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Nov. 1—FRANKFORT — Gov. Andy Beshear announced that $27.2 million in grant funding has been awarded to assist victims of violent crime in the commonwealth. This year's federal Victims of Crime Act (VOCA) grant funding was awarded to 114 organizations across Kentucky.
"Since day one of my administration, we have done everything we can to support crime victims and survivors of violent crimes," Gov. Beshear said. "Today, we take another step forward on our mission to do just that by making sure critical funding reaches every corner of the commonwealth."
VOCA funding prioritizes services to victims of child abuse, sexual assault and domestic violence. Funding can also serve survivors of homicide and victims of burglary, theft, drug and alcohol-related crime and elderly victims and adult survivors of childhood sexual abuse or assault.
The last several years have seen significant decreases in federal funding for VOCA grants. The Justice and Public Safety Cabinet's 2023-2024 biennial budget included an additional $10 million of funding in each fiscal year from the American Rescue Plan Act of 2021 (ARPA) to help offset the reduction. This year's VOCA funding includes $17 million from the Office for Victims of Crime and an additional $10 million in ARPA funds, bringing the total awarded amount to $27 million.
The Governor was joined today by Maryhurst, one of the organizations awarded both VOCA and ARPA funding. Maryhurst has been awarded $356,810 in ARPA funds and $139,016 in VOCA funding, for a total of $495,826, to ensure therapeutic treatment and clinical care are available to adolescent girls who are victims of child abuse requiring the highest level of specialized care in Kentucky, including security and facility enhancements.
Christine Laster, president and CEO of Maryhurst, said Victims of Crime Act funding has been a critical source of support for Maryhurst over the years: "The administration has invested in so many important needs for our children and families, from strengthening our infrastructure to supporting critical technology that makes our organization run effectively. We are grateful for our committed partnership and look forward to continuing to work together to ensure that youth and families impacted by violence have the resources they need to recover and thrive."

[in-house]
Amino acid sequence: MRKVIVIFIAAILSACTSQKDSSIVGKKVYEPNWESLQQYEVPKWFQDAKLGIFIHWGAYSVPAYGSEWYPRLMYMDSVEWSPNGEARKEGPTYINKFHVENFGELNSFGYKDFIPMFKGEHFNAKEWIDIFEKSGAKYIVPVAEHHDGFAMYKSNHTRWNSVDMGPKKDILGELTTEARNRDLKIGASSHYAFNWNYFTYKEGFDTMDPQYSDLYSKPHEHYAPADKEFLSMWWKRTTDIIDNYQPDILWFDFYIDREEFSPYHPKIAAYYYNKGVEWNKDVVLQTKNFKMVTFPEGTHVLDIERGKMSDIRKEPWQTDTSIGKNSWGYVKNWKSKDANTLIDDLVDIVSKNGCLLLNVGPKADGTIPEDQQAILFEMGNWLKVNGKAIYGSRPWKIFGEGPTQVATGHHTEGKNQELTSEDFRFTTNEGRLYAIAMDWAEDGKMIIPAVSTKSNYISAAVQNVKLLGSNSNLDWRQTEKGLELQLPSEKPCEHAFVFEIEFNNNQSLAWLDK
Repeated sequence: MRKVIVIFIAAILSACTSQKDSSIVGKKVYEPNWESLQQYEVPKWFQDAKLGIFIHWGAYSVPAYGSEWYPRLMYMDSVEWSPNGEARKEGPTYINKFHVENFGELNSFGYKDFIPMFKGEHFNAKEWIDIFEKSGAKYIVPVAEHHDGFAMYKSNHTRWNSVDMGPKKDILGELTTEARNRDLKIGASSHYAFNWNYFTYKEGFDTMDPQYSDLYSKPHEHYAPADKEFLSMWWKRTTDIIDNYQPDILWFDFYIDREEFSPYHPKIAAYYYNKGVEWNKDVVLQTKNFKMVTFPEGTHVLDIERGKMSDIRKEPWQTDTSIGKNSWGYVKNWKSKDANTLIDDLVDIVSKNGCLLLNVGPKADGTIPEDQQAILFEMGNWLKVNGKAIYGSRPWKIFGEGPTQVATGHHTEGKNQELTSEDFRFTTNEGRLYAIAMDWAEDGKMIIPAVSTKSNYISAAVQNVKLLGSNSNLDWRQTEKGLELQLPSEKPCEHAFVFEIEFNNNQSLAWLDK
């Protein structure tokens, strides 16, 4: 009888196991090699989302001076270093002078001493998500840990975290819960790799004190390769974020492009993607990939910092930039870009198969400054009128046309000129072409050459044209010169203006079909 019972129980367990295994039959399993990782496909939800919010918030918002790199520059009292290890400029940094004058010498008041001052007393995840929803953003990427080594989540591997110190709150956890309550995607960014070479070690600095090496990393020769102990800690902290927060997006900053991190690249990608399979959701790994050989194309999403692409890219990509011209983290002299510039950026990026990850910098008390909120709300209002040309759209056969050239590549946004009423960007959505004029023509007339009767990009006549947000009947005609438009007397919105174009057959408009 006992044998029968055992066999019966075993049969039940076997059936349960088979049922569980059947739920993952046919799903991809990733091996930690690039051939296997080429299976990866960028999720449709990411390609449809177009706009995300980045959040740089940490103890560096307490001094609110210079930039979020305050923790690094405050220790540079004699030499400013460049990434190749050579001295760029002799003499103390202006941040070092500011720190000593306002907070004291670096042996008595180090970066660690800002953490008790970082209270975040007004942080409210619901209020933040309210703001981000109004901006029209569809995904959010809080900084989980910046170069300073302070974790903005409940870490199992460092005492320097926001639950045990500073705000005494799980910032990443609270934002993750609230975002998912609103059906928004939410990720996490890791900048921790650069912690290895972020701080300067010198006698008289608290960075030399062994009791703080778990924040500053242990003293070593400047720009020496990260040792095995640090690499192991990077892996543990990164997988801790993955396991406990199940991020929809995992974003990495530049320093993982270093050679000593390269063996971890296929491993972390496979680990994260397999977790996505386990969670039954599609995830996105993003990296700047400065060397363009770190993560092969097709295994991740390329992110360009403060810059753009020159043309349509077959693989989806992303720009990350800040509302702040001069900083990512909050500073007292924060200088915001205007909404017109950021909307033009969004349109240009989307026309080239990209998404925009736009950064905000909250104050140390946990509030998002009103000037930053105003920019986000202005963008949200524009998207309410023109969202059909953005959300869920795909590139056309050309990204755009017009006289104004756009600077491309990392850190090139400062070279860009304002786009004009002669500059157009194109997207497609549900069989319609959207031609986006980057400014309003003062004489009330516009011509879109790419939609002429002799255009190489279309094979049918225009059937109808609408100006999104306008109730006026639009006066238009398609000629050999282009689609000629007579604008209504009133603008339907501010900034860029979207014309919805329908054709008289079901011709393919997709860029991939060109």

"This administration fights for victims of crime. We intend to provide every available resource to help them heal and obtain justice," said Justice and Public Safety Cabinet Secretary Kerry Harvey.
Local recipients include:
—Cumberland River Behavioral Health, Inc. $63,379 ARPA and $148,408 VOCA
—Cumberland Valley Children's Advocacy Center $188,462 ARPA and $162,100 VOCA
—Mountain Comprehensive Care Center $62,206 ARPA and $195,009 VOCA
—Adanta Sexual Assault Resource Center $95,295
—Appalachian Research and Defense Fund of Kentucky, Inc. $347,302
—Bethany House Abuse Shelter, Inc $122,516
—CASA of Clay, Knox and Laurel Counties, Inc $42,394
—Children's Advocacy Centers of Kentucky, Inc. $77,000
—City of Williamsburg $46,800
—Cumberland Valley Domestic Violence Services, Inc. $85,362
—Kentucky CASA Network $77,000
—Kentucky Office of the Attorney General $111,413
—KVC Behavioral Healthcare Kentucky, Inc $31,594
—Public Protection Cabinet $95,152
—Volunteers of America Mid-States $85,024.
The Governor recently announced that violent crime rates were down in 2022, and the administration has now awarded more than $131 million in grant funding to victim service agencies across the commonwealth and provided victim services to approximately 258,000 Kentuckians.
In June, Gov. Beshear and Secretary of State Michael Adams celebrated Senate Bill 79 becoming law. The bipartisan effort creates the Safe at Home Program, which will protect the residential addresses of survivors of domestic violence and other sexual crimes as well as the addresses of those who reside in the same household as the victim. To gain this protection, the victim or the individual residing in the victim's home must apply to the secretary of state's office to have the address protected.
In April, the Governor signed Senate Bill 282, which doubled the weekly amount available for crime victims for lost wages to $300 per week from $150 per week; increased the amount available for funeral expenses to $7,500 from $5,000 and increased the overall total award available to $30,000 from $25,000.